How can socially acceptable solutions be created and mutual learning be realised by two-way dialogue and interaction between the scientist and the public?
In the preceding decades, the call for scientists to communicate with society has become ever stronger and new platforms for interaction have been developed, e.g. science festivals and a growing activity within the field of science journalism.
Traditionally, the overall purpose of the communication has been to increase the public understanding of science and its impact on our society and everyday life, thereby also creating and sustaining a necessary legitimation and justification of the typically tax-generated resources being allocated to research.
But many of the science communication methods undertaken are based on one-way communication which has obvious limits in relation to engaging people and flexibly adjusting to the social environment. Furthermore, no feedback to the scientist is generated as such.
On the other hand, two-way dialogue between science and society has an obvious potential to increase the social relevance and desirability of the science being communicated, since feedback from relevant sectors and segments of society on the usefulness and desirability of the scientific results can be communicated directly from these segments to the scientist. This can lead to a more socially robust or socially acceptable science and an overall strengthening of the relationship between science and society.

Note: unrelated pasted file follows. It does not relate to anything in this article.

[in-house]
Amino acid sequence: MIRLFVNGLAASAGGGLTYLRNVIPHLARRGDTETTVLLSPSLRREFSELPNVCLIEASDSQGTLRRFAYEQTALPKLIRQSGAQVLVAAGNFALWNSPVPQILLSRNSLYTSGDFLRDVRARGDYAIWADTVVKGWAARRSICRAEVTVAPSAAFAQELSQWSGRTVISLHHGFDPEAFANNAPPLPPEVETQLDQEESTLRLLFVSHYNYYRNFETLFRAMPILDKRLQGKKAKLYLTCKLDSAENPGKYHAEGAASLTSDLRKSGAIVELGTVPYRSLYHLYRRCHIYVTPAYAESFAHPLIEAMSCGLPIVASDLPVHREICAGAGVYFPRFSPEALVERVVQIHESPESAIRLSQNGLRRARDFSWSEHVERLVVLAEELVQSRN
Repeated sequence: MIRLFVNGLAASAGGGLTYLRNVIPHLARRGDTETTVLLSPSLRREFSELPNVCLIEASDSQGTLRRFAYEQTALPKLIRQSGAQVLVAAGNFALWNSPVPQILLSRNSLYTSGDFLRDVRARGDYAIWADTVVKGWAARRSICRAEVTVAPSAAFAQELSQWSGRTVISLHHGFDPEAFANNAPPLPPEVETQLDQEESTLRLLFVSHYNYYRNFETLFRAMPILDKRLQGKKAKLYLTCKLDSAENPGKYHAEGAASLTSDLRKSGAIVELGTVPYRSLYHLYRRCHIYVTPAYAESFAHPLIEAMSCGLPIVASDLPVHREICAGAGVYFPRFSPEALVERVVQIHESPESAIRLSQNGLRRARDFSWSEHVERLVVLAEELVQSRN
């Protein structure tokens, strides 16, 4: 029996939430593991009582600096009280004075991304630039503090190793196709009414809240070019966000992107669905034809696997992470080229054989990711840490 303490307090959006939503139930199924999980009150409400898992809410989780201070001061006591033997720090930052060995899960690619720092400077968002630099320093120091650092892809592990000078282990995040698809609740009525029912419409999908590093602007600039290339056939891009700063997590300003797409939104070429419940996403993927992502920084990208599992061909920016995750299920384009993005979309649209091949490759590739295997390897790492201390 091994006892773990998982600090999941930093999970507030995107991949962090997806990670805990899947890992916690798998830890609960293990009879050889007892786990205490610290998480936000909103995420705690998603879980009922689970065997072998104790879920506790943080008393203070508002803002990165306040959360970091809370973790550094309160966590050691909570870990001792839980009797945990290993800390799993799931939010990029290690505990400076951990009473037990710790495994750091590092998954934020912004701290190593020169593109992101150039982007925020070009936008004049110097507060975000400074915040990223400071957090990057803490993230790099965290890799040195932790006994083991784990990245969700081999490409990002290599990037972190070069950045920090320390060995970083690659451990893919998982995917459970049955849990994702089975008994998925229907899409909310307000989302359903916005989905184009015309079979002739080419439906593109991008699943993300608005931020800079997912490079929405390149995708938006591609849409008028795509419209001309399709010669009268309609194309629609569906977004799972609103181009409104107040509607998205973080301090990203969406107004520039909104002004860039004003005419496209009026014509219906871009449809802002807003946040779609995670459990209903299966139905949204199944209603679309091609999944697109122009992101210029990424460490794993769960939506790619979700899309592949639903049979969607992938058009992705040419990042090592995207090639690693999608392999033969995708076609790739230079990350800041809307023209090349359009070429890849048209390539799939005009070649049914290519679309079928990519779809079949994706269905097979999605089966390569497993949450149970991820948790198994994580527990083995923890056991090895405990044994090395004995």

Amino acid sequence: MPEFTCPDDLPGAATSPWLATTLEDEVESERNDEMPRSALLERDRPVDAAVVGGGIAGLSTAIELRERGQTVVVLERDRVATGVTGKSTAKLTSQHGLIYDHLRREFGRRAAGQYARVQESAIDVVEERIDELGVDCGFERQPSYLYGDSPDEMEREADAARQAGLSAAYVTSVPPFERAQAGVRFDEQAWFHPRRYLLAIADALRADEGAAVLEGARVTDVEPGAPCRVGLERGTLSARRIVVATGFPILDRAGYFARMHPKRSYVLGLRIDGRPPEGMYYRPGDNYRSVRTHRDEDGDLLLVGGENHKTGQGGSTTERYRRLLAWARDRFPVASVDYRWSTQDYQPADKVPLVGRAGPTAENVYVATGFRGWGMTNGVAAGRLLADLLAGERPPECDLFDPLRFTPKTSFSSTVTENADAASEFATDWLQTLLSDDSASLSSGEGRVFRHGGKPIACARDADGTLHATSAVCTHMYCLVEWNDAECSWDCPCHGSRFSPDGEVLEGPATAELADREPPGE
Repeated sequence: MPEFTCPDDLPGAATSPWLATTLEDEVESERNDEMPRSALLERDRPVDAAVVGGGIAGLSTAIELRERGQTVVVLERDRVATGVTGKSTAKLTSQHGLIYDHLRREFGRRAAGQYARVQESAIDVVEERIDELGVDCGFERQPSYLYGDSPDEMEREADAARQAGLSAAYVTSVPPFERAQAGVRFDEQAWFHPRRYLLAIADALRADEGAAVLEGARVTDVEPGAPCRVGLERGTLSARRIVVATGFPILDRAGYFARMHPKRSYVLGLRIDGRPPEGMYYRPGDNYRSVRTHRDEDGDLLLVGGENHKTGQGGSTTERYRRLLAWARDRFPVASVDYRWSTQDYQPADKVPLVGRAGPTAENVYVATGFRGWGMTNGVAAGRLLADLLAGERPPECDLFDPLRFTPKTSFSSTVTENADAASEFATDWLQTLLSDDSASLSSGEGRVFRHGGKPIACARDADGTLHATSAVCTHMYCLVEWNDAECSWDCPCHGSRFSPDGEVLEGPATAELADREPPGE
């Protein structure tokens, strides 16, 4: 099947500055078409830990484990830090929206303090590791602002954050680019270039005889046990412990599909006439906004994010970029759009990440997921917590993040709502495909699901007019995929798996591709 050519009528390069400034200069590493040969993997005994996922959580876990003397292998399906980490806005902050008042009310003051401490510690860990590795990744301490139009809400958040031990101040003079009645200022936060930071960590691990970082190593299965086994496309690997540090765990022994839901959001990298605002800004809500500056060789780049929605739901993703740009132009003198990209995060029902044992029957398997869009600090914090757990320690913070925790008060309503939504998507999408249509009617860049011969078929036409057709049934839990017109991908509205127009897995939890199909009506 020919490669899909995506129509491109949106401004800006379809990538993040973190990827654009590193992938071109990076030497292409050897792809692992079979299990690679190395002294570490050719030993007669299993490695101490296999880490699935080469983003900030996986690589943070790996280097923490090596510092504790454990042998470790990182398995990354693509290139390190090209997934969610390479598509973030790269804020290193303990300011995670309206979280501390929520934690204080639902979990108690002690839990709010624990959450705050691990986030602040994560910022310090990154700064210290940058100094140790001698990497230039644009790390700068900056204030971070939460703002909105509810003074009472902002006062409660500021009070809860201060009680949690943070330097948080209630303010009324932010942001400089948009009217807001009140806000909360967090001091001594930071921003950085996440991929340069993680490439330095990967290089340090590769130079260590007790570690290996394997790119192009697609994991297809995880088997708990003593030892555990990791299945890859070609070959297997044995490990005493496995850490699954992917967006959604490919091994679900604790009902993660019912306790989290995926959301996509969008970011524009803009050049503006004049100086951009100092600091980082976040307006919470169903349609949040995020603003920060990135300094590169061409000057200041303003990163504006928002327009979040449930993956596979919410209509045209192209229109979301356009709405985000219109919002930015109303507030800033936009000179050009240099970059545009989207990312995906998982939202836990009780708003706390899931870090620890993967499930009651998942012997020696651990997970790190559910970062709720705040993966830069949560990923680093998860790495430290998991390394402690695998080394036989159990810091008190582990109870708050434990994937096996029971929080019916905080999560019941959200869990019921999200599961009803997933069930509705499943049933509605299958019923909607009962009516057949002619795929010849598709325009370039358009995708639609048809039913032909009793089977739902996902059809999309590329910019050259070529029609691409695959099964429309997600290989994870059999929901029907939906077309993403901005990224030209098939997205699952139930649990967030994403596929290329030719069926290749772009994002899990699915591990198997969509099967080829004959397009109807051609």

Two-way communication may also give the governance of specific research and innovation activities new dimensions, since the interaction may lead scientists and innovators down new paths as regards choosing and deciding what to do.
In this workshop, participants will discuss different ways of strengthening the two-way communication between science and the public by presenting state of the art examples and best practices. In modern societies it’s not possible to establish or securing a two-way communication between the scientific community and the population as a whole. Therefore the workshop will focus on methods and examples of securing the communication process between relevant and representative stakeholders and segments of society. In continuation hereof, the participants will develop ideas on how to incorporate dialogue and mutual learning processes in the communication of scientific results in a European Responsible Research and Innovation framework.
Questions for debate:
- What are the potential benefits of societal dialogues on scientific results – for society, researchers, politicians, etc.?
- How can dialogue processes about science, scientific results, and scientific processes be structured and realized
- Who can participate? Are there mechanisms of inclusion and exclusion that prohibit certain segments of society to participate and promote others?
- How can the dialogue processes take into account the fact that stakeholders may possess different perspectives and framings of the issue in question?
- How can new communication technologies and methods be used to engage citizens in debates and dialogues about science?
- What role does dialogue on science, scientific results and scientific processes play in a future Responsible Research and Innovation framework?
Scientists, science journalists, science communication, dialogue process experts, media and civil society organisations.